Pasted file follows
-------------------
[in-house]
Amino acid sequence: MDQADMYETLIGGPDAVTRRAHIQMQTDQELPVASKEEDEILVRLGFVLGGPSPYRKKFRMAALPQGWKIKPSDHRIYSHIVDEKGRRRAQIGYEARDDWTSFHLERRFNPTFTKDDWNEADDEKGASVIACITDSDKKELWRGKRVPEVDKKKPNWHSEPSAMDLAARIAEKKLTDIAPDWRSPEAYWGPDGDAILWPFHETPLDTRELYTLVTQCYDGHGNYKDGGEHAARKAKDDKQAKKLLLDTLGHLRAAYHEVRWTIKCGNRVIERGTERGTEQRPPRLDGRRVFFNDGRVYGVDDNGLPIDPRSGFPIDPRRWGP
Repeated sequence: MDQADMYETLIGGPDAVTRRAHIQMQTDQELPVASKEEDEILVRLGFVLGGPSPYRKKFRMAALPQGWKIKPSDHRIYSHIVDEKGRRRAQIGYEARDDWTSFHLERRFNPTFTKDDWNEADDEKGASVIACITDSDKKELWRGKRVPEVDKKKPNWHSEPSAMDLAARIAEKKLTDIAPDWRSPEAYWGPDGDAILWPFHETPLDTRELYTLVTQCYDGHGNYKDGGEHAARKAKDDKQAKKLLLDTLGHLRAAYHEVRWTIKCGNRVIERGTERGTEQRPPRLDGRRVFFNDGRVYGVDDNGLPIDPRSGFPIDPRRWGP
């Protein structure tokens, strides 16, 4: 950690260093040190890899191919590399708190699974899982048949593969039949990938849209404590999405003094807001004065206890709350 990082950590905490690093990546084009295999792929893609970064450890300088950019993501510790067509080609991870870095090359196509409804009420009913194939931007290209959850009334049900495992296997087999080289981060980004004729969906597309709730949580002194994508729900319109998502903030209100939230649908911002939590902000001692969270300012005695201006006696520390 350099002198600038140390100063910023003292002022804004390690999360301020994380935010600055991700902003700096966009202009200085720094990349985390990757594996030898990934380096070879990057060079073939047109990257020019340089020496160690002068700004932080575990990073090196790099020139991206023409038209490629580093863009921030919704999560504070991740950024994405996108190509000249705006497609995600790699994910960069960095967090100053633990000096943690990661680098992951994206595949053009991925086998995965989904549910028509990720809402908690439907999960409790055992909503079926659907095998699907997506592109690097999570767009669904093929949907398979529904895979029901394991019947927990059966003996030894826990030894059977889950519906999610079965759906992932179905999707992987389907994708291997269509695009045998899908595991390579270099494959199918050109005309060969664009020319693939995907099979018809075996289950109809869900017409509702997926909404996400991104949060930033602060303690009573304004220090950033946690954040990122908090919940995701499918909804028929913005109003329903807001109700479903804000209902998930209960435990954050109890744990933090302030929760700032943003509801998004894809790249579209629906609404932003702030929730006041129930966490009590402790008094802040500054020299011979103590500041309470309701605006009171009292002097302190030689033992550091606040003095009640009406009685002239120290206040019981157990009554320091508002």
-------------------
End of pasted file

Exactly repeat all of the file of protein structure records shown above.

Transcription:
[in-house]
Amino acid sequence: MDQADMYETLIGGPDAVTRRAHIQMQTDQELPVASKEEDEILVRLGFVLGGPSPYRKKFRMAALPQGWKIKPSDHRIYSHIVDEKGRRRAQIGYEARDDWTSFHLERRFNPTFTKDDWNEADDEKGASVIACITDSDKKELWRGKRVPEVDKKKPNWHSEPSAMDLAARIAEKKLTDIAPDWRSPEAYWGPDGDAILWPFHETPLDTRELYTLVTQCYDGHGNYKDGGEHAARKAKDDKQAKKLLLDTLGHLRAAYHEVRWTIKCGNRVIERGTERGTEQRPPRLDGRRVFFNDGRVYGVDDNGLPIDPRSGFPIDPRRWGP
Repeated sequence: MDQADMYETLIGGPDAVTRRAHIQMQTDQELPVASKEEDEILVRLGFVLGGPSPYRKKFRMAALPQGWKIKPSDHRIYSHIVDEKGRRRAQIGYEARDDWTSFHLERRFNPTFTKDDWNEADDEKGASVIACITDSDKKELWRGKRVPEVDKKKPNWHSEPSAMDLAARIAEKKLTDIAPDWRSPEAYWGPDGDAILWPFHETPLDTRELYTLVTQCYDGHGNYKDGGEHAARKAKDDKQAKKLLLDTLGHLRAAYHEVRWTIKCGNRVIERGTERGTEQRPPRLDGRRVFFNDGRVYGVDDNGLPIDPRSGFPIDPRRWGP
């Protein structure tokens, strides 16, 4: 950690260093040190890899191919590399708190699974899982048949593969039949990938849209404590999405003094807001004065206890709350 990082950590905490690093990546084009295999792929893609970064450890300088950019993501510790067509080609991870870095090359196509409804009420009913194939931007290209959850009334049900495992296997087999080289981060980004004729969906597309709730949580002194994508729900319109998502903030209100939230649908911002939590902000001692969270300012005695201006006696520390 350099002198600038140390100063910023003292002022804004390690999360301020994380935010600055991700902003700096966009202009200085720094990349985390990757594996030898990934380096070879990057060079073939047109990257020019340089020496160690002068700004932080575990990073090196790099020139991206023409038209490629580093863009921030919704999560504070991740950024994405996108190509000249705006497609995600790699994910960069960095967090100053633990000096943690990661680098992951994206595949053009991925086998995965989904549910028509990720809402908690439907999960409790055992909503079926659907095998699907997506592109690097999570767009669904093929949907398979529904895979029901394991019947927990059966003996030894826990030894059977889950519906999610079965759906992932179905999707992987389907994708291997269509695009045998899908595991390579270099494959199918050109005309060969664009020319693939995907099979018809075996289950109809869900017409509702997926909404996400991104949060930033602060303690009573304004220090950033946690954040990122908090919940995701499918909804028929913005109003329903807001109700479903804000209902998930209960435990954050109890744990933090302030929760700032943003509801998004894809790249579209629906609404932003702030929730006041129930966490009590402790008094802040500054020299011979103590500041309470309701605006009171009292002097302190030689033992550091606040003095009640009406009685002239120290206040019981157990009554320091508002």